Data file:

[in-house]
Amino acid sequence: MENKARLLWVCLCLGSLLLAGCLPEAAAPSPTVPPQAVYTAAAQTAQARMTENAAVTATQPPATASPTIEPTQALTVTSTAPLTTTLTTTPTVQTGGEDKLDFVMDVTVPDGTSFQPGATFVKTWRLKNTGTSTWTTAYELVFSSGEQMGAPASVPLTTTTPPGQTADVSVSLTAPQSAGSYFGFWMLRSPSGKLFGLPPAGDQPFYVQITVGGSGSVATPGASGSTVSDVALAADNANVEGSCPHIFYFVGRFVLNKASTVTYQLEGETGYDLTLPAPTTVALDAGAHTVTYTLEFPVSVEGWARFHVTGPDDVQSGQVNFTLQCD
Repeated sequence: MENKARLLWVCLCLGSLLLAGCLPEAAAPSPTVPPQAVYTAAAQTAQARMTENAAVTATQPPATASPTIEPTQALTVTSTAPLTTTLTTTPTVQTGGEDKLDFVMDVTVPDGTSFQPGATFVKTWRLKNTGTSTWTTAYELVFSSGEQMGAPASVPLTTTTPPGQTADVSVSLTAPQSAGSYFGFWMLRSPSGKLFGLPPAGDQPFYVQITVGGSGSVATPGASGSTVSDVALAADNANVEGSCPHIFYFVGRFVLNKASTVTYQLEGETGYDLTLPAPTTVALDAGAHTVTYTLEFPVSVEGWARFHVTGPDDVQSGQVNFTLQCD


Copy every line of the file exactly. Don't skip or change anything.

[in-house]
Amino acid sequence: MENKARLLWVCLCLGSLLLAGCLPEAAAPSPTVPPQAVYTAAAQTAQARMTENAAVTATQPPATASPTIEPTQALTVTSTAPLTTTLTTTPTVQTGGEDKLDFVMDVTVPDGTSFQPGATFVKTWRLKNTGTSTWTTAYELVFSSGEQMGAPASVPLTTTTPPGQTADVSVSLTAPQSAGSYFGFWMLRSPSGKLFGLPPAGDQPFYVQITVGGSGSVATPGASGSTVSDVALAADNANVEGSCPHIFYFVGRFVLNKASTVTYQLEGETGYDLTLPAPTTVALDAGAHTVTYTLEFPVSVEGWARFHVTGPDDVQSGQVNFTLQCD
Repeated sequence: MENKARLLWVCLCLGSLLLAGCLPEAAAPSPTVPPQAVYTAAAQTAQARMTENAAVTATQPPATASPTIEPTQALTVTSTAPLTTTLTTTPTVQTGGEDKLDFVMDVTVPDGTSFQPGATFVKTWRLKNTGTSTWTTAYELVFSSGEQMGAPASVPLTTTTPPGQTADVSVSLTAPQSAGSYFGFWMLRSPSGKLFGLPPAGDQPFYVQITVGGSGSVATPGASGSTVSDVALAADNANVEGSCPHIFYFVGRFVLNKASTVTYQLEGETGYDLTLPAPTTVALDAGAHTVTYTLEFPVSVEGWARFHVTGPDDVQSGQVNFTLQCD